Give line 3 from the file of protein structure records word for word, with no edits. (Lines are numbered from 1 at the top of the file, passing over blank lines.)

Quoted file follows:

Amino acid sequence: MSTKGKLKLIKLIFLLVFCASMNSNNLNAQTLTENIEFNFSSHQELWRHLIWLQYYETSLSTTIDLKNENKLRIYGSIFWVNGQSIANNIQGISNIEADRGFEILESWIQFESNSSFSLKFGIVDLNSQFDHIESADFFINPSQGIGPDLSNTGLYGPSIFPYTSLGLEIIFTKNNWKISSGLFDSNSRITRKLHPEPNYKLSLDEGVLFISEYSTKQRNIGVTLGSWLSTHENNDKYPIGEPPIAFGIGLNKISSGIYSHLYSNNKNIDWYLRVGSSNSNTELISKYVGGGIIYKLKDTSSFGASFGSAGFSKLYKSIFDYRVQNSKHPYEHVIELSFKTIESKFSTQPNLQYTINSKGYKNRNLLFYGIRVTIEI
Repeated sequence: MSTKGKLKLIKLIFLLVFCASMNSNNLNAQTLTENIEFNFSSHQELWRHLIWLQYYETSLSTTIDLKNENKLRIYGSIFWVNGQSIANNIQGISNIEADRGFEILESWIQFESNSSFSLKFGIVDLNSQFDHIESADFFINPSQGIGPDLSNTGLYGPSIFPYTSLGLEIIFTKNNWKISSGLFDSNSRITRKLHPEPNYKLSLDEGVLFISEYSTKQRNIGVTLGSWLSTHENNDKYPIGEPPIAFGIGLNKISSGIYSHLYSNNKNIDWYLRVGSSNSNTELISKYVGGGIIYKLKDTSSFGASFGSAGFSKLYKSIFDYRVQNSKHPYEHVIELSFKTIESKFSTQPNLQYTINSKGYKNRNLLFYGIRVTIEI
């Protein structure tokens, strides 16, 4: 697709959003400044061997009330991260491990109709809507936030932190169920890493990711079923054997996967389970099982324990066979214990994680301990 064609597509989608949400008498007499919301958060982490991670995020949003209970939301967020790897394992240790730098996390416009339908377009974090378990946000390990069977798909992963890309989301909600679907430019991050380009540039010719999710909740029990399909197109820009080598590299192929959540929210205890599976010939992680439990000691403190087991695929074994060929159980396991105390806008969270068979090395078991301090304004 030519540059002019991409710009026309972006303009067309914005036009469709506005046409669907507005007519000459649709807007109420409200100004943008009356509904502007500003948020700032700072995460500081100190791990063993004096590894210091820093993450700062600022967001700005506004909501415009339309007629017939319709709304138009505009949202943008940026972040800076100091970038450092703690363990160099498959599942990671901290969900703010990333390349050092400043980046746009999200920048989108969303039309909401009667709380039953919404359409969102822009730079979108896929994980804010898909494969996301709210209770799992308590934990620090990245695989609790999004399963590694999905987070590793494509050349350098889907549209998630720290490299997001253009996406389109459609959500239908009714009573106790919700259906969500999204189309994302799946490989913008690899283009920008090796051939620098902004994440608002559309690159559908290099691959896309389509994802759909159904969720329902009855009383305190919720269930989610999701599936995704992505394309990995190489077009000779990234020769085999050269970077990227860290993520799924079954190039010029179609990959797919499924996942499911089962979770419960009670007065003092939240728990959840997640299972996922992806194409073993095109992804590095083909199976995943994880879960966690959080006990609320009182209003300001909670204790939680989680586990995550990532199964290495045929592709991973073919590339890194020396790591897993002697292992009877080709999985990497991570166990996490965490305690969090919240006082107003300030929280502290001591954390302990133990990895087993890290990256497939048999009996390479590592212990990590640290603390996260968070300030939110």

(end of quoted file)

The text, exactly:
């Protein structure tokens, strides 16, 4: 697709959003400044061997009330991260491990109709809507936030932190169920890493990711079923054997996967389970099982324990066979214990994680301990 064609597509989608949400008498007499919301958060982490991670995020949003209970939301967020790897394992240790730098996390416009339908377009974090378990946000390990069977798909992963890309989301909600679907430019991050380009540039010719999710909740029990399909197109820009080598590299192929959540929210205890599976010939992680439990000691403190087991695929074994060929159980396991105390806008969270068979090395078991301090304004 030519540059002019991409710009026309972006303009067309914005036009469709506005046409669907507005007519000459649709807007109420409200100004943008009356509904502007500003948020700032700072995460500081100190791990063993004096590894210091820093993450700062600022967001700005506004909501415009339309007629017939319709709304138009505009949202943008940026972040800076100091970038450092703690363990160099498959599942990671901290969900703010990333390349050092400043980046746009999200920048989108969303039309909401009667709380039953919404359409969102822009730079979108896929994980804010898909494969996301709210209770799992308590934990620090990245695989609790999004399963590694999905987070590793494509050349350098889907549209998630720290490299997001253009996406389109459609959500239908009714009573106790919700259906969500999204189309994302799946490989913008690899283009920008090796051939620098902004994440608002559309690159559908290099691959896309389509994802759909159904969720329902009855009383305190919720269930989610999701599936995704992505394309990995190489077009000779990234020769085999050269970077990227860290993520799924079954190039010029179609990959797919499924996942499911089962979770419960009670007065003092939240728990959840997640299972996922992806194409073993095109992804590095083909199976995943994880879960966690959080006990609320009182209003300001909670204790939680989680586990995550990532199964290495045929592709991973073919590339890194020396790591897993002697292992009877080709999985990497991570166990996490965490305690969090919240006082107003300030929280502290001591954390302990133990990895087993890290990256497939048999009996390479590592212990990590640290603390996260968070300030939110």